To understand these three different behaviors, attention was paid to the voltage profile during discharge. Figure 3(a) is the voltage profile against discharge capacity for the same group of electrodes in Fig. 2(a). In this plot, higher-loading electrodes deliver less capacity and also experience more severe voltage polarization, which is expected from Fig. 2(a). The ratio between the delivered capacity of the flat region around 2.1 V and the sloped region above 2.1 V in each voltage–capacity curve requires more attention. A simple calculation using 2.1 V as the boundary finds this ratio is decreased dramatically from 1.17 to 0.07 when the loading is increased from 0.29 mg cm−2 to 4.38 mg cm−2. It is generally understood that the sloped region in the discharge corresponds to the initial conversion of solid sulfur into soluble Li2S8 and the further lithiation of S82− into S42−. Beyond the transition point around 2.1 V which corresponds to the maximum concentration of polysulfides in the electrolyte, the plateau region is correlated with reduction of soluble S42− into solid Li2S2 and Li2S, followed by a very short sloped region that probably involves solid-state conversion of Li2S2 to Li2S [4,5]. The gradual shrinkage of the plateau region relative to the initial sloped region with increasing sulfur loading suggests that the poor sulfur utilization at high loading is mainly caused by the difficulty to undergo the liquid–solid conversion of S42− to Li2S2/ Li2S. To the best of our knowledge, this voltage profile trend has not been reported previously. The real factor that limits the kinetics of S42− to Li2S2/Li2S is still not clear. It might be related to incubation time needed for the nucleation of solid-state Li2S2/Li2S particles. Using the same cut-off voltage, the electrodes with higher loading reach lower cut-off voltage too soon because higher current density causes stronger voltage polarization and this does not allow enough nucleation centers to accumulate in the electrode network to initiate the S42− to Li2S2/Li2S phase transition. The capacity recovery behavior of higher loading electrodes might be caused by gradual accumulation of nucleation centers over time.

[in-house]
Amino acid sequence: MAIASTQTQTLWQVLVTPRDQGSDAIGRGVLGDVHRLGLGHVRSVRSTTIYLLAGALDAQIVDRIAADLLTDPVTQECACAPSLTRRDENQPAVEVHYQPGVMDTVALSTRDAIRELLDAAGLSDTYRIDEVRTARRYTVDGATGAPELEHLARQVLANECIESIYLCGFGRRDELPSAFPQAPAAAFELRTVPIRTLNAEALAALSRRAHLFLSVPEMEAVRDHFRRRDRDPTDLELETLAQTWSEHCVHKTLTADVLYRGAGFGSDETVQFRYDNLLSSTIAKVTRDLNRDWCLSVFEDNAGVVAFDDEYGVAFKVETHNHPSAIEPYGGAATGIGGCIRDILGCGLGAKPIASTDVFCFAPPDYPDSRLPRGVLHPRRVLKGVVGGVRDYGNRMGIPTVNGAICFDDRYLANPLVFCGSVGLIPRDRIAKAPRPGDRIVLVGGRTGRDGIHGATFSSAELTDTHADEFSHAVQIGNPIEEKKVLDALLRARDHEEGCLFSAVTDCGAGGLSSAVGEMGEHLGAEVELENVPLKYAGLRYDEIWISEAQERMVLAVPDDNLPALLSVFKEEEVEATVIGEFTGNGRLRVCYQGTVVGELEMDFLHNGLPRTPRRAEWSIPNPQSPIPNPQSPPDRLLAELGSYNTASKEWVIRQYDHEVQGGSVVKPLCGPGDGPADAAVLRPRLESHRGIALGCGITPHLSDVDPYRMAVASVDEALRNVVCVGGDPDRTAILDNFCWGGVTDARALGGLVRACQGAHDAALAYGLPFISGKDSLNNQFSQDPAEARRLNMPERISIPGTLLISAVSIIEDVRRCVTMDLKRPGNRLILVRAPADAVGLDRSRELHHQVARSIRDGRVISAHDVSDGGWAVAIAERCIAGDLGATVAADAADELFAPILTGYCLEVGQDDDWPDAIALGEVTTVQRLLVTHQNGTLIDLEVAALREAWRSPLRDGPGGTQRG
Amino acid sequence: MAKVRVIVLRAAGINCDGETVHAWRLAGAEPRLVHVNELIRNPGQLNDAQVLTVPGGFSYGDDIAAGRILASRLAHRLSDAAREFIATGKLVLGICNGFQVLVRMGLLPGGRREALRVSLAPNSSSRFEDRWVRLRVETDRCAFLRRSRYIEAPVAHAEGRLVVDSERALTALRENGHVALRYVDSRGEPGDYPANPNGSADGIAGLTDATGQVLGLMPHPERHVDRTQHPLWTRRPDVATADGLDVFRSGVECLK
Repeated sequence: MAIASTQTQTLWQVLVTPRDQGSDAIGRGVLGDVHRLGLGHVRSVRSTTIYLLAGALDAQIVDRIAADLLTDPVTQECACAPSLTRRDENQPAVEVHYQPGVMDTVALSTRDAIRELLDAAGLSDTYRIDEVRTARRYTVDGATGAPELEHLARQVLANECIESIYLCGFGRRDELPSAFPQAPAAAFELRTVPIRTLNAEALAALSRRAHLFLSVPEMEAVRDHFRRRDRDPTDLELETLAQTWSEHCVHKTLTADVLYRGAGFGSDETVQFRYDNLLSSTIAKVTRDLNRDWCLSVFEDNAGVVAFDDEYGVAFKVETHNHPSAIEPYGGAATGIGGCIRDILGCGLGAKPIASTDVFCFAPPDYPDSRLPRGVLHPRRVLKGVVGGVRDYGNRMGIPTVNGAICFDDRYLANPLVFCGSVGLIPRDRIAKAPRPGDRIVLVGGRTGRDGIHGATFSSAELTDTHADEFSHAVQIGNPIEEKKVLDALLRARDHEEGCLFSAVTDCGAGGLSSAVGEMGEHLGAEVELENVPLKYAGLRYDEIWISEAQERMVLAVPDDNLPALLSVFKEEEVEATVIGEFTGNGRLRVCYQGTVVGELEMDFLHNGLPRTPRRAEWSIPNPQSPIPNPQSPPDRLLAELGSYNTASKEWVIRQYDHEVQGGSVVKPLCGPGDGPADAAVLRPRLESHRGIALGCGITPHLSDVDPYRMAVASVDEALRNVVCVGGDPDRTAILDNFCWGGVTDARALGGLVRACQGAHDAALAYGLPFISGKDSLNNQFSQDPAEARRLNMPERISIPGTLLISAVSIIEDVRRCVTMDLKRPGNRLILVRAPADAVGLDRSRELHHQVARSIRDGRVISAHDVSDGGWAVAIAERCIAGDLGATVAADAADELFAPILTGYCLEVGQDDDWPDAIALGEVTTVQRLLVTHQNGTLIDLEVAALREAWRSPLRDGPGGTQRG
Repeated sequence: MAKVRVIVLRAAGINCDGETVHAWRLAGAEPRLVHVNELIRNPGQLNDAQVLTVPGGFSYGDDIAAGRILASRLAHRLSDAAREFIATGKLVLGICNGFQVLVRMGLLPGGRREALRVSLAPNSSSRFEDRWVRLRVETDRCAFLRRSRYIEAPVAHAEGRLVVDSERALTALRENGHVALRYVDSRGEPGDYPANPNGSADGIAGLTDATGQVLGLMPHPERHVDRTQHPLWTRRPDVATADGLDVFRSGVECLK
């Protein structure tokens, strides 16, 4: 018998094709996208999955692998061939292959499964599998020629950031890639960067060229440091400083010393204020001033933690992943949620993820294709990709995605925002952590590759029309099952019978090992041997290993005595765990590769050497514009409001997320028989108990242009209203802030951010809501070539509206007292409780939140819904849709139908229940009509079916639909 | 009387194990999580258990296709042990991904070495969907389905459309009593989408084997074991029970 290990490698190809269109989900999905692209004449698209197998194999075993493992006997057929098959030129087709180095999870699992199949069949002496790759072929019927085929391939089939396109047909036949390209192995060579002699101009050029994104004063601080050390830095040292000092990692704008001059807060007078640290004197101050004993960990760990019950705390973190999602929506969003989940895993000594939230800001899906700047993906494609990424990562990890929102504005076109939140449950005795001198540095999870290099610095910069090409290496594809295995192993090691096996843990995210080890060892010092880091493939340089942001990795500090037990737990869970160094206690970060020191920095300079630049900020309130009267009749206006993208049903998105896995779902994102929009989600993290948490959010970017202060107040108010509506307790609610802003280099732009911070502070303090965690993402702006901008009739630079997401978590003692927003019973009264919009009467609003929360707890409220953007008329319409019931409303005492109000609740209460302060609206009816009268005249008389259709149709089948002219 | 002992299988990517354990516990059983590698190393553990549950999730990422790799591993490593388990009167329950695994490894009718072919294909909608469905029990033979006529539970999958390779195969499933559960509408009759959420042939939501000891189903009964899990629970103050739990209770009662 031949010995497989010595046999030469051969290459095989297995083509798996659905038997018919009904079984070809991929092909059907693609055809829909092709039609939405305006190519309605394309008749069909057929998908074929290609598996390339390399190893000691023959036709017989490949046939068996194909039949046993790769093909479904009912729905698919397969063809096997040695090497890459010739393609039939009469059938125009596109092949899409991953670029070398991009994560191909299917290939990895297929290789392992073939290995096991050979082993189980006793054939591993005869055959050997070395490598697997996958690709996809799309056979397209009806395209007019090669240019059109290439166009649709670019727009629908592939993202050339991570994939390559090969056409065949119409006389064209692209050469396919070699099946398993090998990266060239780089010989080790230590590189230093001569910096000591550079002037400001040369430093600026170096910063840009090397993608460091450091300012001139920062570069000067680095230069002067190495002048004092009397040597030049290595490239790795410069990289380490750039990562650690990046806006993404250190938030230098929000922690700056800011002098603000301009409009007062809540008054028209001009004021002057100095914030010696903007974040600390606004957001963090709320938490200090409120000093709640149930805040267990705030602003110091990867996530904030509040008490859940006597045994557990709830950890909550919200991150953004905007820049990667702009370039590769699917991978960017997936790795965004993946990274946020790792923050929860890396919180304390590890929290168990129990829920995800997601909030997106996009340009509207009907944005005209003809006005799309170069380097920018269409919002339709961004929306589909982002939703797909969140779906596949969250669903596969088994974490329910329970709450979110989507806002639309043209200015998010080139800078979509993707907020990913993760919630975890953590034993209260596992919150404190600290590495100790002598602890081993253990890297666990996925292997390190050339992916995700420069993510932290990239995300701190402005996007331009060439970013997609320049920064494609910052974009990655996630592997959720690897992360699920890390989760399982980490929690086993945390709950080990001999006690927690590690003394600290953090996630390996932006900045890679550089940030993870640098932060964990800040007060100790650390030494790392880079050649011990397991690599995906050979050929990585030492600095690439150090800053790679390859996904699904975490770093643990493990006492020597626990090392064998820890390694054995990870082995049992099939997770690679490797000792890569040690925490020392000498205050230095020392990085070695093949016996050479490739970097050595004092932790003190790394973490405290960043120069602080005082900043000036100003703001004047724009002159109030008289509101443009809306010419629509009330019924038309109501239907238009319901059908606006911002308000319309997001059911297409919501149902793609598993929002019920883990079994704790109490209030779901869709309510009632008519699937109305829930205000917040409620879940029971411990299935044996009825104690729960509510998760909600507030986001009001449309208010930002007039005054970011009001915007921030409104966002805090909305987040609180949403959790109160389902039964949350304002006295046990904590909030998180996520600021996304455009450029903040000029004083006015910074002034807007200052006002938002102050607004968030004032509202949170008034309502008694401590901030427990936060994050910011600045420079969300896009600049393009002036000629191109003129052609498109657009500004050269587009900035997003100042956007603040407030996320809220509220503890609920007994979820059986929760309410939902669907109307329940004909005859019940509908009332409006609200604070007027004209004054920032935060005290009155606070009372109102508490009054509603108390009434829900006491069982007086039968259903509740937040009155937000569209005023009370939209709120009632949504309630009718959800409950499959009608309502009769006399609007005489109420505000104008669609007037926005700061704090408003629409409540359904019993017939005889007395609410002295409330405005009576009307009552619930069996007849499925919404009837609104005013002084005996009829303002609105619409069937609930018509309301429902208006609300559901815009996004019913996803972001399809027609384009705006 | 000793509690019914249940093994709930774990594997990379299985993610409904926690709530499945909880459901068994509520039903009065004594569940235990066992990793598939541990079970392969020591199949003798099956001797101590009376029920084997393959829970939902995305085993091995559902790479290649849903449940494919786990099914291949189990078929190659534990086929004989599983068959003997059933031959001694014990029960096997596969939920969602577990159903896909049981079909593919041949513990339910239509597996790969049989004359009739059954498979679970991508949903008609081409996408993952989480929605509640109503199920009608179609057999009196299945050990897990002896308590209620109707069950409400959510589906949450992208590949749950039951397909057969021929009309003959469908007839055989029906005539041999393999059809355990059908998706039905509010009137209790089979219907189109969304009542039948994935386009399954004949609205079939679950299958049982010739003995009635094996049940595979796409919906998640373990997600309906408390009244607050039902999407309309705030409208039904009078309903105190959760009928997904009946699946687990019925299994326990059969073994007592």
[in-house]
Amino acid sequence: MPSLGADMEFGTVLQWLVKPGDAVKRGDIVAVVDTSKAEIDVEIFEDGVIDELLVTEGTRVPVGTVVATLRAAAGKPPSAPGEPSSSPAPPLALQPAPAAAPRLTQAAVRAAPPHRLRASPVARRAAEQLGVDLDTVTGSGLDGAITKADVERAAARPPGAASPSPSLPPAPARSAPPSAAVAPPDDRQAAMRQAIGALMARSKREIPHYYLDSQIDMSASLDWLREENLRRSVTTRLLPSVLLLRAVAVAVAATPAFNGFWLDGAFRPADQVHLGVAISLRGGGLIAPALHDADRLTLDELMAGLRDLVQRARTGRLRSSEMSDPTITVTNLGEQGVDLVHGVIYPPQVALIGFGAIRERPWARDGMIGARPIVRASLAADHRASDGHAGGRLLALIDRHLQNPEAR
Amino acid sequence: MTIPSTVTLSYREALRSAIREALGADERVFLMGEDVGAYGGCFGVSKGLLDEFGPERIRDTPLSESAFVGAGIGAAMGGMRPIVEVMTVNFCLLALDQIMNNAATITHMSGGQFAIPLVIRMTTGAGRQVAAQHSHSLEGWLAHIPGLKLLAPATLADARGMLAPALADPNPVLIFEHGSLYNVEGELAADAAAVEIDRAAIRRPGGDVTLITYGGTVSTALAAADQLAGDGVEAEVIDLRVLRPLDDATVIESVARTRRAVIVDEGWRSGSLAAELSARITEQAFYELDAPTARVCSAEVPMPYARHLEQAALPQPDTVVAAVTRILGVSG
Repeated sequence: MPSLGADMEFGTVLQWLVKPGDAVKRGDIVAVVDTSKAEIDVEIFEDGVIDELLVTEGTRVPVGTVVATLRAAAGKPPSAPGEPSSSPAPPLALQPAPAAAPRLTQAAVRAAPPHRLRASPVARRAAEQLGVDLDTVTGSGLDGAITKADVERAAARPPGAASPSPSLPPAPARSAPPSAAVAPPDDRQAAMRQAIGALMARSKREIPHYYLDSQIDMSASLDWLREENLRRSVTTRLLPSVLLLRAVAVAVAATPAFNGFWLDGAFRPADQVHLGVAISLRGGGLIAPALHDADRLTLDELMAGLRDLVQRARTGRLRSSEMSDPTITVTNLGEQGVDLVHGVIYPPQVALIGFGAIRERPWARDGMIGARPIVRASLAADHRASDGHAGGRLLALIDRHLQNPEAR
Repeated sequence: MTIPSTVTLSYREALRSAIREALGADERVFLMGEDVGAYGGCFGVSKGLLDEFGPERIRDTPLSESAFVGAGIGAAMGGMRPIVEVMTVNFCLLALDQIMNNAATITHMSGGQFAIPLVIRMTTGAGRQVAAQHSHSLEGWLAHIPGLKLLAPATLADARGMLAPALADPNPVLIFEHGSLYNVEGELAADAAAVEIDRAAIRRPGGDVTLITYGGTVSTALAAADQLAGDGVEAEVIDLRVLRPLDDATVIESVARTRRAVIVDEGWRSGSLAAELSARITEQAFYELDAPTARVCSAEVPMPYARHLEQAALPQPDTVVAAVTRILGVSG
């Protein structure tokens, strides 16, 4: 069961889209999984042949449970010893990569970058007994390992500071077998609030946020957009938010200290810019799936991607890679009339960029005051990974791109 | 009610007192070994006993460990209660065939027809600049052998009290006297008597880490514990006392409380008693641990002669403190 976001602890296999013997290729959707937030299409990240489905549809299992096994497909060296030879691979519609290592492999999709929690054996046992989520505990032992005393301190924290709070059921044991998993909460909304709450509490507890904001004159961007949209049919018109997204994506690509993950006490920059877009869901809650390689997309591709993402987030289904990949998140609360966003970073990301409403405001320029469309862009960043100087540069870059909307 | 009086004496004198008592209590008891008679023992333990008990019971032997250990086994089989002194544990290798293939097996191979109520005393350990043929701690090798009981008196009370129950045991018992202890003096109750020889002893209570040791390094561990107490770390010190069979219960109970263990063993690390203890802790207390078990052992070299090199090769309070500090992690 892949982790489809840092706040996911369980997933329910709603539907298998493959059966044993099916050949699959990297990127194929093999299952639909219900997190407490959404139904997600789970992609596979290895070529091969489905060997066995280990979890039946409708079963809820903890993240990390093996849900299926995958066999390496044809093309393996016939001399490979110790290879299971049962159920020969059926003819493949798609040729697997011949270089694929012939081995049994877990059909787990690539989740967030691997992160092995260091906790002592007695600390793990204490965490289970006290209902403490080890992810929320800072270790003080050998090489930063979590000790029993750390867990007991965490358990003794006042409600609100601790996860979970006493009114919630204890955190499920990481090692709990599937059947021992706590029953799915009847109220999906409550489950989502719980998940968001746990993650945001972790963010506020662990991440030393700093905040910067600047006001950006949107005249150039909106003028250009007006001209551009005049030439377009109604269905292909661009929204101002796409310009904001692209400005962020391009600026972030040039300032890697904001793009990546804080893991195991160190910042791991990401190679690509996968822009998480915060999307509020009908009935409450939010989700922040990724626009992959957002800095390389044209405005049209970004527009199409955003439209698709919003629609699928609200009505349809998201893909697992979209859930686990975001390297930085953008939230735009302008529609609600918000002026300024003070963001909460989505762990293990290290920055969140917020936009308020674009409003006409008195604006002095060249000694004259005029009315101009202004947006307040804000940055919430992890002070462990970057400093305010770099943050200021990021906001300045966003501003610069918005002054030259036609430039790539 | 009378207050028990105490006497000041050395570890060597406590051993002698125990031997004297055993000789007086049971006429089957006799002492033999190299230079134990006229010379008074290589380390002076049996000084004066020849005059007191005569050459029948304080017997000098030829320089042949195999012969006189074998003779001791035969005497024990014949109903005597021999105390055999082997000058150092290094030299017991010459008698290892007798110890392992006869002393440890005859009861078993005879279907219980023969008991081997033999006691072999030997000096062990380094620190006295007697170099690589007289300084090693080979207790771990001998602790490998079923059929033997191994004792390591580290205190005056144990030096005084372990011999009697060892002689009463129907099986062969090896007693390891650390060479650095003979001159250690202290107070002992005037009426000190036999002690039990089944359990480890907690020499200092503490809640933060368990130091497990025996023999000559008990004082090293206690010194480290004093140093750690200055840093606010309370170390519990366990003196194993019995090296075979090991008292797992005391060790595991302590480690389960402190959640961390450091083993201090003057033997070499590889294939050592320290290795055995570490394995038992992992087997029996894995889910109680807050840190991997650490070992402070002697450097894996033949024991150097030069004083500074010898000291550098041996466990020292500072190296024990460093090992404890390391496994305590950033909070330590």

Plotting of voltage-depth of discharge curves for different cycle numbers can also help the understanding of the three different kinds of behavior observed in Fig. 2(a). Figure 3(b) is the voltage profile of the electrode with 1.28 mg cm−2 sulfur loading in five representative cycles. In this case, as cycle number increases, both the sloped region and the flat region shrink almost commensurately to induce the capacity fade. Figure 3(c) is the same evolution for the electrode with the intermediate loading of 2.23 mg cm−2. According to Fig. 2(a), the first four data series in this plot correspond to the capacity recovery or activation regime where capacity increases with cycle number. It can be seen that during this recovery process, the capacity contribution from the sloped region almost remains constant, while the plateau region sees a steady increase from 45 mAh g−1 to 342 mAh g−1. This means the electrode activation process for electrodes with intermediate sulfur loading is mainly caused by the gradual recovery of the electrode's ability to sustain the S42− to Li2S2/ Li2S process. From cycles 45 to 80, the overall capacity starts to decrease, and similar to the lower-loading sample, both regions lose capacity commensurately. Finally, the voltage–capacity profiles of high-loading sample with 4.18 mg cm−2 are shown in Fig. 3(d). In this case, there is no obvious trend of the change of the two voltage regions. Notably for cycle 80, the capacity of the plateau region experienced a major increase, which accounts for the capacity spike observed in Fig. 2(a). In this case, it seems that the capacity of the sloped-voltage region does not change significantly, which means that the S8 to S82− and S42− conversion process is fairly stable and reversible.